There is being aligned with our life, in accord with our life, and there is being at odds with our life, at war with our life. If we are in accord with the Tao, we are aligned with our life, and things are fine. Which may not be ideal, but it is as good as things can be expected to be under the circumstances. This is called optimal. Optimal puts us at the fulcrum, the pivot point between past and future, between how things are and how things need to be. That is to say at the still point between worlds. The middle way between opposing, contradictory, mutually exclusive possibilities. To be conflict ridden and storm tossed is to be out of accord with the Tao and too much embroiled in attached to, involved with our life and what is happening, or not happening, there. To be at one with our life is to be at the proper distance from our life. "Working distance," I call it. We can allow things to be what they need to be in order to do what needs to be done. When we have to have things the way we want them to be-- regardless of how they need to be-- we disrupt the flow of time and place, create disturbance and turbulence, and nurture all of the symptoms commensurate with the struggle to force our way upon our life. At that point, we have to take stock, step back, stand aside, sit quietly, enter the silence, and wait for the muddy water to settle, allowing our perspective to shift in ways that take everything into account, and allow the action that is called for to come into focus and spontaneously move us to do what needs to be done in the service of the good of the situation as a whole-- in spite of what it may mean for us personally. Following this mode of seeing/doing into the next moment, into the situation that arises from this one, situation-by-situation for the rest of our life, puts us in the current of the Tao as it courses through our days, as a blessing and a grace upon all that comes our way.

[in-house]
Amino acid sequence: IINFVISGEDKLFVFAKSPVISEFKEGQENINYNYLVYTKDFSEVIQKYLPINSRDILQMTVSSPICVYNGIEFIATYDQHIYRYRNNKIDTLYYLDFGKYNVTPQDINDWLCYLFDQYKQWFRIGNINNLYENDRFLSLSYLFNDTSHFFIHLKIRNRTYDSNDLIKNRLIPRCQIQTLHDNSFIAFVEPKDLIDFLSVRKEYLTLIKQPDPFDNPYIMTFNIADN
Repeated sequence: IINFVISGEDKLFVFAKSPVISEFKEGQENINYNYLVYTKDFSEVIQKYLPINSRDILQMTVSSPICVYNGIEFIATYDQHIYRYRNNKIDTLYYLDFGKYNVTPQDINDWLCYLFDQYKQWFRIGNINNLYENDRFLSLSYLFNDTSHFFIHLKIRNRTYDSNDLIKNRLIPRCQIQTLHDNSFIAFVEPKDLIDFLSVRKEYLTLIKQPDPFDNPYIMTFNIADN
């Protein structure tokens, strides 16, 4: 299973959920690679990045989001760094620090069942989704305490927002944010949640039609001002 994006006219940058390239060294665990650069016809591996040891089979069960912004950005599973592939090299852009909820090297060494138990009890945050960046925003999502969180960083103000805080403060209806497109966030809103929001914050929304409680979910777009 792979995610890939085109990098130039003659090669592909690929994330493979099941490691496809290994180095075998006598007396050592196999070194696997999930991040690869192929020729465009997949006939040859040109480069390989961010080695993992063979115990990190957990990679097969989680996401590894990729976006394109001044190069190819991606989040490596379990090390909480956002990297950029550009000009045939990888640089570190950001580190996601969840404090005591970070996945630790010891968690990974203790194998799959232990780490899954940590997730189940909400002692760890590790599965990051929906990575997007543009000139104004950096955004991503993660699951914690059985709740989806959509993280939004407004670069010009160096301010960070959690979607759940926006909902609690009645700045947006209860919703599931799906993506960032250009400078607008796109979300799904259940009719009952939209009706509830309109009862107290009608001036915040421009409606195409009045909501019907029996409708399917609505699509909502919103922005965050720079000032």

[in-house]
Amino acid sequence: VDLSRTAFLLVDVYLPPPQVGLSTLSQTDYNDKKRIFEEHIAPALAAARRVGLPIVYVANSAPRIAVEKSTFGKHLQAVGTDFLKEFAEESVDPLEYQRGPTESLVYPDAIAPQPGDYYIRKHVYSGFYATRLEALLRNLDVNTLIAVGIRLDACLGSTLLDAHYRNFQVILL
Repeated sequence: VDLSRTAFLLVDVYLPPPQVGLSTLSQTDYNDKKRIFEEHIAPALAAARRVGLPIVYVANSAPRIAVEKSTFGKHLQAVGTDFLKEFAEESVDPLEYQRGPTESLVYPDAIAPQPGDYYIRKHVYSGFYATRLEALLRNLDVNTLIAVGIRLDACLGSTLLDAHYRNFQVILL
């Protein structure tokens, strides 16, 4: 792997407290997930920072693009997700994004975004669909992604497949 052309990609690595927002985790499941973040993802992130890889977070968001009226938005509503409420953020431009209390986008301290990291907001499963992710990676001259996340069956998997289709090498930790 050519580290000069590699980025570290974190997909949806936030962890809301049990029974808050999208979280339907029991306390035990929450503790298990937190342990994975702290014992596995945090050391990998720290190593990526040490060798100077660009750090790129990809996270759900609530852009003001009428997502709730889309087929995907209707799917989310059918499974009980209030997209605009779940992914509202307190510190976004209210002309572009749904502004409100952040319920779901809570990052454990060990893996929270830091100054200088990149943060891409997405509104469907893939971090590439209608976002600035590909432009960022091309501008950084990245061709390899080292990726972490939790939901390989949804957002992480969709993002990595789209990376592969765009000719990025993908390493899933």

Two of our fundamental experiences are with Grace and Karma (Grace is also called Tao, Dharma and Synchronicity). We don't have to believe in Grace and/or Karma-- anymore than we have to believe in yoga or acupuncture. Or wonder and awe. Or justice and love. These things, and all the rest, are part of the background, the environment, the umwelt, of our life. They are "just there." They "just happen." Of themselves. And are not to be conjured up by belief or devotion, sacrifice or superstition. They are evidence of "more than meets the eye," and serve to remind us that the visible world rests upon the invisible world, and that living knowingly between both worlds enhances the quality of our life immeasurably.